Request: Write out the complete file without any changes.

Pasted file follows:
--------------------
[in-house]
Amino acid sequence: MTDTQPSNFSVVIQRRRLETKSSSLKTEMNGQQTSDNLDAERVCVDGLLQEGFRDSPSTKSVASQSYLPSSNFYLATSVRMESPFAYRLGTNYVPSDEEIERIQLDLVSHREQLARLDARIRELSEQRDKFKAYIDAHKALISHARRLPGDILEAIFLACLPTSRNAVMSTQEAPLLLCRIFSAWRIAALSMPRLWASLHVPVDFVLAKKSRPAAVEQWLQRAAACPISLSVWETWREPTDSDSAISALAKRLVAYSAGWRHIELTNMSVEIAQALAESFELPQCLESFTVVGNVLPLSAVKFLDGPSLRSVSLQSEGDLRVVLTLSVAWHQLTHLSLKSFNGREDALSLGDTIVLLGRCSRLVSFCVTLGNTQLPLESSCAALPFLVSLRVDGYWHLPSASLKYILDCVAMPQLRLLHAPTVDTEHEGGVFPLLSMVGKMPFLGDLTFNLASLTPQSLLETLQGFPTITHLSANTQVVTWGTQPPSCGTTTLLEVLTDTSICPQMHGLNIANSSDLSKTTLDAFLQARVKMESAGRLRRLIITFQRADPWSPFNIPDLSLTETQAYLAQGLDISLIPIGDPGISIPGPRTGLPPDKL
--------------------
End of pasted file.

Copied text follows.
[in-house]
Amino acid sequence: MTDTQPSNFSVVIQRRRLETKSSSLKTEMNGQQTSDNLDAERVCVDGLLQEGFRDSPSTKSVASQSYLPSSNFYLATSVRMESPFAYRLGTNYVPSDEEIERIQLDLVSHREQLARLDARIRELSEQRDKFKAYIDAHKALISHARRLPGDILEAIFLACLPTSRNAVMSTQEAPLLLCRIFSAWRIAALSMPRLWASLHVPVDFVLAKKSRPAAVEQWLQRAAACPISLSVWETWREPTDSDSAISALAKRLVAYSAGWRHIELTNMSVEIAQALAESFELPQCLESFTVVGNVLPLSAVKFLDGPSLRSVSLQSEGDLRVVLTLSVAWHQLTHLSLKSFNGREDALSLGDTIVLLGRCSRLVSFCVTLGNTQLPLESSCAALPFLVSLRVDGYWHLPSASLKYILDCVAMPQLRLLHAPTVDTEHEGGVFPLLSMVGKMPFLGDLTFNLASLTPQSLLETLQGFPTITHLSANTQVVTWGTQPPSCGTTTLLEVLTDTSICPQMHGLNIANSSDLSKTTLDAFLQARVKMESAGRLRRLIITFQRADPWSPFNIPDLSLTETQAYLAQGLDISLIPIGDPGISIPGPRTGLPPDKL